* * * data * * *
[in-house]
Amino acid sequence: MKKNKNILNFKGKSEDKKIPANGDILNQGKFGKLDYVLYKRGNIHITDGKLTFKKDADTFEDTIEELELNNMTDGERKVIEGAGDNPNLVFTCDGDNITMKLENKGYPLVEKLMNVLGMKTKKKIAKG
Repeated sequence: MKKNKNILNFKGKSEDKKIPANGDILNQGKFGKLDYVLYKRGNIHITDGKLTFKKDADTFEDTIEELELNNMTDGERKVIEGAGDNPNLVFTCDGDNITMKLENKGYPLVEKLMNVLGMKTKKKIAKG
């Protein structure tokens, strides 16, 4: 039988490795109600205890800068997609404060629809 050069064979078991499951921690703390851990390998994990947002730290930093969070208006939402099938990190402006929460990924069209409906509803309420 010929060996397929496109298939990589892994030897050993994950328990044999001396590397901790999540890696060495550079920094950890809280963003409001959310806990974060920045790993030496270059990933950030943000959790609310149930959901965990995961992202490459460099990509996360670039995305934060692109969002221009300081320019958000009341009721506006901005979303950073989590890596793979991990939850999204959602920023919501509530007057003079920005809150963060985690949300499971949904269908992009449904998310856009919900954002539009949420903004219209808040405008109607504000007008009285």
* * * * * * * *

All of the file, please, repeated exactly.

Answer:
[in-house]
Amino acid sequence: MKKNKNILNFKGKSEDKKIPANGDILNQGKFGKLDYVLYKRGNIHITDGKLTFKKDADTFEDTIEELELNNMTDGERKVIEGAGDNPNLVFTCDGDNITMKLENKGYPLVEKLMNVLGMKTKKKIAKG
Repeated sequence: MKKNKNILNFKGKSEDKKIPANGDILNQGKFGKLDYVLYKRGNIHITDGKLTFKKDADTFEDTIEELELNNMTDGERKVIEGAGDNPNLVFTCDGDNITMKLENKGYPLVEKLMNVLGMKTKKKIAKG
């Protein structure tokens, strides 16, 4: 039988490795109600205890800068997609404060629809 050069064979078991499951921690703390851990390998994990947002730290930093969070208006939402099938990190402006929460990924069209409906509803309420 010929060996397929496109298939990589892994030897050993994950328990044999001396590397901790999540890696060495550079920094950890809280963003409001959310806990974060920045790993030496270059990933950030943000959790609310149930959901965990995961992202490459460099990509996360670039995305934060692109969002221009300081320019958000009341009721506006901005979303950073989590890596793979991990939850999204959602920023919501509530007057003079920005809150963060985690949300499971949904269908992009449904998310856009919900954002539009949420903004219209808040405008109607504000007008009285």